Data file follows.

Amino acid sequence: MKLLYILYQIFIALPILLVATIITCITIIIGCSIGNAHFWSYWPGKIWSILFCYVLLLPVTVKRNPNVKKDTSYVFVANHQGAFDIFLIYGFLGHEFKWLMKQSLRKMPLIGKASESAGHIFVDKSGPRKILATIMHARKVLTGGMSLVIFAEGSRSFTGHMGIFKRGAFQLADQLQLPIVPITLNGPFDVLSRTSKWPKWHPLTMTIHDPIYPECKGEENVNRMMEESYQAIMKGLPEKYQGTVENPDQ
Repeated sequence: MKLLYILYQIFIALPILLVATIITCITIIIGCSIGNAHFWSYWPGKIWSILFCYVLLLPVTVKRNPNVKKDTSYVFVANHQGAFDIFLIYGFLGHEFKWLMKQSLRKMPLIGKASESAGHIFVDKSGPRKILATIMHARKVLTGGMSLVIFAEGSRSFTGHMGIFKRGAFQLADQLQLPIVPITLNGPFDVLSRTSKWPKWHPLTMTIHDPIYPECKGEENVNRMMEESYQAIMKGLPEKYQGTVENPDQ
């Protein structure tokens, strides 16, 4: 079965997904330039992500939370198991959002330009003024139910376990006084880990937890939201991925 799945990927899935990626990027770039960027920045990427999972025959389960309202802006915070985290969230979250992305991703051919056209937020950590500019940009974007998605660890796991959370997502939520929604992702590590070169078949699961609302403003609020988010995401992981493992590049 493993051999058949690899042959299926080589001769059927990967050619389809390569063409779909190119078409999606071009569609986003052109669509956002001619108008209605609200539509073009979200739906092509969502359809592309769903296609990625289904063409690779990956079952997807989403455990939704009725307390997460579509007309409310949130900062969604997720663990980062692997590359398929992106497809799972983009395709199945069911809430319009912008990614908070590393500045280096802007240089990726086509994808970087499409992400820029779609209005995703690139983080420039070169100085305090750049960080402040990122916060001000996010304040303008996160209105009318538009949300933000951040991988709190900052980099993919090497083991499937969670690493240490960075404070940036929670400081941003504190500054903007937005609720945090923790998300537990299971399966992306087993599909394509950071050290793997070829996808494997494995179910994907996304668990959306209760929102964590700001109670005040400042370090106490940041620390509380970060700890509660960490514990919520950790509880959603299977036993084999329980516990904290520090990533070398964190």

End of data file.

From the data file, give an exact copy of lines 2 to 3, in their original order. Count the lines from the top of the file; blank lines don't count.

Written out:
Repeated sequence: MKLLYILYQIFIALPILLVATIITCITIIIGCSIGNAHFWSYWPGKIWSILFCYVLLLPVTVKRNPNVKKDTSYVFVANHQGAFDIFLIYGFLGHEFKWLMKQSLRKMPLIGKASESAGHIFVDKSGPRKILATIMHARKVLTGGMSLVIFAEGSRSFTGHMGIFKRGAFQLADQLQLPIVPITLNGPFDVLSRTSKWPKWHPLTMTIHDPIYPECKGEENVNRMMEESYQAIMKGLPEKYQGTVENPDQ
């Protein structure tokens, strides 16, 4: 079965997904330039992500939370198991959002330009003024139910376990006084880990937890939201991925 799945990927899935990626990027770039960027920045990427999972025959389960309202802006915070985290969230979250992305991703051919056209937020950590500019940009974007998605660890796991959370997502939520929604992702590590070169078949699961609302403003609020988010995401992981493992590049 493993051999058949690899042959299926080589001769059927990967050619389809390569063409779909190119078409999606071009569609986003052109669509956002001619108008209605609200539509073009979200739906092509969502359809592309769903296609990625289904063409690779990956079952997807989403455990939704009725307390997460579509007309409310949130900062969604997720663990980062692997590359398929992106497809799972983009395709199945069911809430319009912008990614908070590393500045280096802007240089990726086509994808970087499409992400820029779609209005995703690139983080420039070169100085305090750049960080402040990122916060001000996010304040303008996160209105009318538009949300933000951040991988709190900052980099993919090497083991499937969670690493240490960075404070940036929670400081941003504190500054903007937005609720945090923790998300537990299971399966992306087993599909394509950071050290793997070829996808494997494995179910994907996304668990959306209760929102964590700001109670005040400042370090106490940041620390509380970060700890509660960490514990919520950790509880959603299977036993084999329980516990904290520090990533070398964190």